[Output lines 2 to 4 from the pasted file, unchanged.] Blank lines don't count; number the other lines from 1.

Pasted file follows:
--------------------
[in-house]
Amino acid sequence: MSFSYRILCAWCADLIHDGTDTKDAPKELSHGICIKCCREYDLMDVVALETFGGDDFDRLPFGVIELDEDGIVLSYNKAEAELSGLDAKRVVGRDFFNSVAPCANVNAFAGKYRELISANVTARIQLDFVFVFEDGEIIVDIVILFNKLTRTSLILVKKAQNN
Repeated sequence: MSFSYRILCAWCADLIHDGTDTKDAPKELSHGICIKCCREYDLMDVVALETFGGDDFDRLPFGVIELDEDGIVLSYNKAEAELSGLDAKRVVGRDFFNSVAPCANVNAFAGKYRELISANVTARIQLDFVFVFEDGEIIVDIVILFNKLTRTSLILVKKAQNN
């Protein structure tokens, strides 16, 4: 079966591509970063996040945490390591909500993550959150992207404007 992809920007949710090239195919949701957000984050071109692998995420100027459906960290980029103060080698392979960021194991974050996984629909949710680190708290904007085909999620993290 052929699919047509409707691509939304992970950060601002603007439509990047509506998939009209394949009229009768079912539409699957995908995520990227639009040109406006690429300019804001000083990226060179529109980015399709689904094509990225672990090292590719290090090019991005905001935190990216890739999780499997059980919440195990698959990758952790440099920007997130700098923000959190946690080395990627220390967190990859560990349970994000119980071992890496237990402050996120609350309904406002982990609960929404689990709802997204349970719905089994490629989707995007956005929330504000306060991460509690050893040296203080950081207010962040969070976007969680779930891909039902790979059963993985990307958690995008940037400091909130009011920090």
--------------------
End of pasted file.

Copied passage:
Amino acid sequence: MSFSYRILCAWCADLIHDGTDTKDAPKELSHGICIKCCREYDLMDVVALETFGGDDFDRLPFGVIELDEDGIVLSYNKAEAELSGLDAKRVVGRDFFNSVAPCANVNAFAGKYRELISANVTARIQLDFVFVFEDGEIIVDIVILFNKLTRTSLILVKKAQNN
Repeated sequence: MSFSYRILCAWCADLIHDGTDTKDAPKELSHGICIKCCREYDLMDVVALETFGGDDFDRLPFGVIELDEDGIVLSYNKAEAELSGLDAKRVVGRDFFNSVAPCANVNAFAGKYRELISANVTARIQLDFVFVFEDGEIIVDIVILFNKLTRTSLILVKKAQNN
């Protein structure tokens, strides 16, 4: 079966591509970063996040945490390591909500993550959150992207404007 992809920007949710090239195919949701957000984050071109692998995420100027459906960290980029103060080698392979960021194991974050996984629909949710680190708290904007085909999620993290 052929699919047509409707691509939304992970950060601002603007439509990047509506998939009209394949009229009768079912539409699957995908995520990227639009040109406006690429300019804001000083990226060179529109980015399709689904094509990225672990090292590719290090090019991005905001935190990216890739999780499997059980919440195990698959990758952790440099920007997130700098923000959190946690080395990627220390967190990859560990349970994000119980071992890496237990402050996120609350309904406002982990609960929404689990709802997204349970719905089994490629989707995007956005929330504000306060991460509690050893040296203080950081207010962040969070976007969680779930891909039902790979059963993985990307958690995008940037400091909130009011920090």